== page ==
“Black is like the silence of the body after death, the close of life.”
— Wassily Kandinsky, 1911
Russian in full VASILY VASILYEVICH KANDINSKY
(b. Dec. 4 [Dec. 16, New Style], 1866, Moscow, Russia – d. Dec. 13,
1944, Neuilly-sur-Seine, Fr.), Russian-born artist, one of the first
creators of pure abstraction in modern painting. After successful
avant-garde exhibitions, he founded the influential Munich group
Der Blaue Reiter
(The Blue Rider; 1911–14)
and began completely abstract painting. His forms evolved from fluid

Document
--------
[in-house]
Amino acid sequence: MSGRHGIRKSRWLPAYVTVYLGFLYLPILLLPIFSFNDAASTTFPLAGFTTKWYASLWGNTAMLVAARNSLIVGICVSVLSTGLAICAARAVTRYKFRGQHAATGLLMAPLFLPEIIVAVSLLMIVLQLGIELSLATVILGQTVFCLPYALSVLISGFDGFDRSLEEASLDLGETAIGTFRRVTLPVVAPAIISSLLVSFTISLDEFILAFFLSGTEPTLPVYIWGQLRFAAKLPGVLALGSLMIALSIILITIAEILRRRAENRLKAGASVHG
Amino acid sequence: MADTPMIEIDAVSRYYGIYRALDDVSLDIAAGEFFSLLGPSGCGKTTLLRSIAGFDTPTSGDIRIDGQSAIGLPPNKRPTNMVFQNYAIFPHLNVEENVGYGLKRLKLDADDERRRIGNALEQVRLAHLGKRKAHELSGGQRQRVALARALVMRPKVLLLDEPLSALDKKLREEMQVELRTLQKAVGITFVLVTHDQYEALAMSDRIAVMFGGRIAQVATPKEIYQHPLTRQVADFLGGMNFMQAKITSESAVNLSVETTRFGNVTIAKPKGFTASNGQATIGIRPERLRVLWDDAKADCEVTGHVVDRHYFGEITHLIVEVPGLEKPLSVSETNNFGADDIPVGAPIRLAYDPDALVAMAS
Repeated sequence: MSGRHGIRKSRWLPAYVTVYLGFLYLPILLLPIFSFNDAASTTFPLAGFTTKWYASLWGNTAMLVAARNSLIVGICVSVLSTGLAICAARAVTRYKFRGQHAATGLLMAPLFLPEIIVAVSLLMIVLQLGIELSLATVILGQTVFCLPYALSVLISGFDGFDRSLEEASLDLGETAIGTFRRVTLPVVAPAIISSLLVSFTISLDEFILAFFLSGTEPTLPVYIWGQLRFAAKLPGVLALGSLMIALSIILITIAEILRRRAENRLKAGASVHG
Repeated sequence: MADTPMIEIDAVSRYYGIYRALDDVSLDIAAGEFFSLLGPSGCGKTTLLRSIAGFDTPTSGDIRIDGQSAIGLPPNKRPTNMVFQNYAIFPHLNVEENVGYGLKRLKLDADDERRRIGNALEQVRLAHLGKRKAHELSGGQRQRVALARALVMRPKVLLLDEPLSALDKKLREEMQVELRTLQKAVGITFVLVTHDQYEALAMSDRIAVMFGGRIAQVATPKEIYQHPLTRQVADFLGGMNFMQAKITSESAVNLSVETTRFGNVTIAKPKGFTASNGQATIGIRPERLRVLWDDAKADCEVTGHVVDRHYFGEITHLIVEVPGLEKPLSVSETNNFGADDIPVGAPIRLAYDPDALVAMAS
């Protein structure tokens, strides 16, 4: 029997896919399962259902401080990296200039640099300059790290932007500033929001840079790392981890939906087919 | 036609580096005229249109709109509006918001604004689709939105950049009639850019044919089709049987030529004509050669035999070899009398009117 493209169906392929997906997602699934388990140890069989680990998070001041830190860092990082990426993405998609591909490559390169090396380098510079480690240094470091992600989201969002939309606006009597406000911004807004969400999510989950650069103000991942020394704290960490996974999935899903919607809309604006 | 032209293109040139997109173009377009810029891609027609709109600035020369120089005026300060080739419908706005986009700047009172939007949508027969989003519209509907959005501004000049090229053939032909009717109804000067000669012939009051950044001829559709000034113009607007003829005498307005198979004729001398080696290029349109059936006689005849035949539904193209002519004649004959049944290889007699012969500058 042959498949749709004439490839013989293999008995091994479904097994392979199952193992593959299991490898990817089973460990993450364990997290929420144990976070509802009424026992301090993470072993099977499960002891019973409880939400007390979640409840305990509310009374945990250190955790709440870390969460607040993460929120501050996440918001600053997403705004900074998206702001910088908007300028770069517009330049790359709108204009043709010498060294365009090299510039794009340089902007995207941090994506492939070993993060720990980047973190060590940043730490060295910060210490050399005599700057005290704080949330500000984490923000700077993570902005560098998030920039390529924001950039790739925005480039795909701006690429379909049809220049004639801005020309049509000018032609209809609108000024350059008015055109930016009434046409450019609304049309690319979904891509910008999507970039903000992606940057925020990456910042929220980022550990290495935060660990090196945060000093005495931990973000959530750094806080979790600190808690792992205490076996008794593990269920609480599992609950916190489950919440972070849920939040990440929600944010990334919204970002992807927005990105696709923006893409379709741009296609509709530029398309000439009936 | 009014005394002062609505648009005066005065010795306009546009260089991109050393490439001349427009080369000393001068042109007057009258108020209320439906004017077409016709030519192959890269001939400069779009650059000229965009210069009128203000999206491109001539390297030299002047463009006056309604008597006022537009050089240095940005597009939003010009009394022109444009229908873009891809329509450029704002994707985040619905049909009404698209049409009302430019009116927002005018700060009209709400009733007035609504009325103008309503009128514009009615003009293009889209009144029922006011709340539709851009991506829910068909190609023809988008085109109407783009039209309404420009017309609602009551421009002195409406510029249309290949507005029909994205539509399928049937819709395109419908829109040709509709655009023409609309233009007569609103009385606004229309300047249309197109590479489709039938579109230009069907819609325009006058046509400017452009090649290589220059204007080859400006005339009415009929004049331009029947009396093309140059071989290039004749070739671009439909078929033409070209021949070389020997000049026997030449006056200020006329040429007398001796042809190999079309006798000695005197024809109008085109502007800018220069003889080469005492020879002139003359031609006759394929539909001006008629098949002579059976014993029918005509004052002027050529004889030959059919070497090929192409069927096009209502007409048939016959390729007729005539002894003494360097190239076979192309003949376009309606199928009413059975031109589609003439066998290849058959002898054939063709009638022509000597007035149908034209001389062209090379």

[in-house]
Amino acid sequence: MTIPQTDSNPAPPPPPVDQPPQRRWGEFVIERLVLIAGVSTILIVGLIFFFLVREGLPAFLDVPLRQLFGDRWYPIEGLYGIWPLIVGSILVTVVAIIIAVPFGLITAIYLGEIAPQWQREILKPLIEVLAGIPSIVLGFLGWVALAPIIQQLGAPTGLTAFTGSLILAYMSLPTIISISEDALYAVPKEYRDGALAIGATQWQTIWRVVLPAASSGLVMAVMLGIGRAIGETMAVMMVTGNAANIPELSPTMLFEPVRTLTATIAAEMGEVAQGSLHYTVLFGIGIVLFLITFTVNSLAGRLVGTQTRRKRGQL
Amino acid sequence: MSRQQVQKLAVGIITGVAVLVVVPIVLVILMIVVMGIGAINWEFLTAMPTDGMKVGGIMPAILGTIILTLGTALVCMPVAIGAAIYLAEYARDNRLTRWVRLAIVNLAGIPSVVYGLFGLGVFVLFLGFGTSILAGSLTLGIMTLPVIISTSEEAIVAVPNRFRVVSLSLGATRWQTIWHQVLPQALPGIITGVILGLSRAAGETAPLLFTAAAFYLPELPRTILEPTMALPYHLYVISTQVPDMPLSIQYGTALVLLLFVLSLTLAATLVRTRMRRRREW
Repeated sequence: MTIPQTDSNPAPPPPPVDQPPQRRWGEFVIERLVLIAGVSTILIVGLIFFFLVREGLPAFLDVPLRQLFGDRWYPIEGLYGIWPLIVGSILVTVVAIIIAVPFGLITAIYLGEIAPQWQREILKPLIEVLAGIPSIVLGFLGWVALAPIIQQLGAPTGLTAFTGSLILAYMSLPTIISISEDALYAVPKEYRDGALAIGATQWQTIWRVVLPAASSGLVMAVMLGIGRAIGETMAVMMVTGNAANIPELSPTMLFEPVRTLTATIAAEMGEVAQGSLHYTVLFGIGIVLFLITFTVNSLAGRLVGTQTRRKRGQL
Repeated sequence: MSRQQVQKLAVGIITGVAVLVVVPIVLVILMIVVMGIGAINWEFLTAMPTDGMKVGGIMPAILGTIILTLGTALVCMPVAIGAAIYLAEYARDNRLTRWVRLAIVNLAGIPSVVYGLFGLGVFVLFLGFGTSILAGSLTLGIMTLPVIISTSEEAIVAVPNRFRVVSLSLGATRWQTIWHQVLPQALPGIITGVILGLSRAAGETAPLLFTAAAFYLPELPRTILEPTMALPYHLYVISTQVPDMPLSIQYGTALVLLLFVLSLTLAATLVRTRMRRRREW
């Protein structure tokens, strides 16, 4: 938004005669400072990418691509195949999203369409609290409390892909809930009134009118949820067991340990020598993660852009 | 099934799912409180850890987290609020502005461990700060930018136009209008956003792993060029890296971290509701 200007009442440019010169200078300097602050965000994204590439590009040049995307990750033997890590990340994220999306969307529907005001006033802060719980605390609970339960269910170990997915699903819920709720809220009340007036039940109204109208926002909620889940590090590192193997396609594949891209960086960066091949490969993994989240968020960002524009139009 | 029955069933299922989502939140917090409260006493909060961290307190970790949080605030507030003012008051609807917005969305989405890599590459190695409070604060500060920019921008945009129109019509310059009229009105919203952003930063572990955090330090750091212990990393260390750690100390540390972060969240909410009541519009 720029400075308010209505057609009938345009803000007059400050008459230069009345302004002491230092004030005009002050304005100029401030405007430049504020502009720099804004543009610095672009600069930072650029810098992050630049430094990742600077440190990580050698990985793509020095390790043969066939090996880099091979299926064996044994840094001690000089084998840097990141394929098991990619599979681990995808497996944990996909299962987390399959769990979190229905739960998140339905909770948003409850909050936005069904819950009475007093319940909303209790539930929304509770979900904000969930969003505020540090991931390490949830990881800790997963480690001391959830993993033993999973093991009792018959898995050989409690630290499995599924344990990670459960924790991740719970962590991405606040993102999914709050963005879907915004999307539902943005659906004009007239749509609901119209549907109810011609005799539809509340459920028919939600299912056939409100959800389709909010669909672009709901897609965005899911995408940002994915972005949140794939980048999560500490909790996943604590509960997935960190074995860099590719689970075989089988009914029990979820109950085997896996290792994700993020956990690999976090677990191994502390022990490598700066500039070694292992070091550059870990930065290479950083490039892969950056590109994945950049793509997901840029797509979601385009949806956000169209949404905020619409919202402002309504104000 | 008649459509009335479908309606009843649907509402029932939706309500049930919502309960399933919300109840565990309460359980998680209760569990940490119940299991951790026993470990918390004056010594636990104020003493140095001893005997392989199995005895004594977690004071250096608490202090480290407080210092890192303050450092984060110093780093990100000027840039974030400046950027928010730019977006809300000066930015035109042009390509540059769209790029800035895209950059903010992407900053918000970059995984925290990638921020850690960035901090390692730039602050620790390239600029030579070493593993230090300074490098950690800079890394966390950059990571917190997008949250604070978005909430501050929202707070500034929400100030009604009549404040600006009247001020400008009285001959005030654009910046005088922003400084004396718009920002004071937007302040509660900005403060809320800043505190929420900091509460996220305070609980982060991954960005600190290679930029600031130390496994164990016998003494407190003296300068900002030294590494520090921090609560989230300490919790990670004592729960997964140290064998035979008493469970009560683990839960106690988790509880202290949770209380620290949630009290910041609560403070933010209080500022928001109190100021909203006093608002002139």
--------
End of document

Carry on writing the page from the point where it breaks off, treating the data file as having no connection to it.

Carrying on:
and organic to geometric and, finally, to pictographic (e.g.,
Tempered Élan, 1944).
Kandinsky, himself an accomplished musician, once said
“Color is the keyboard, the eyes are the harmonies, the soul is the
piano with many strings. The artist is the hand that plays, touching
one key or another, to cause vibrations in the soul.”
The concept that color and musical harmony are linked has a long history,
intriguing scientists such as Sir Isaac Newton. Kandinsky used color
in a highly theoretical way associating tone with timbre (the sound's
character), hue with pitch, and saturation with the volume of sound.
He even claimed that when he saw color he heard music.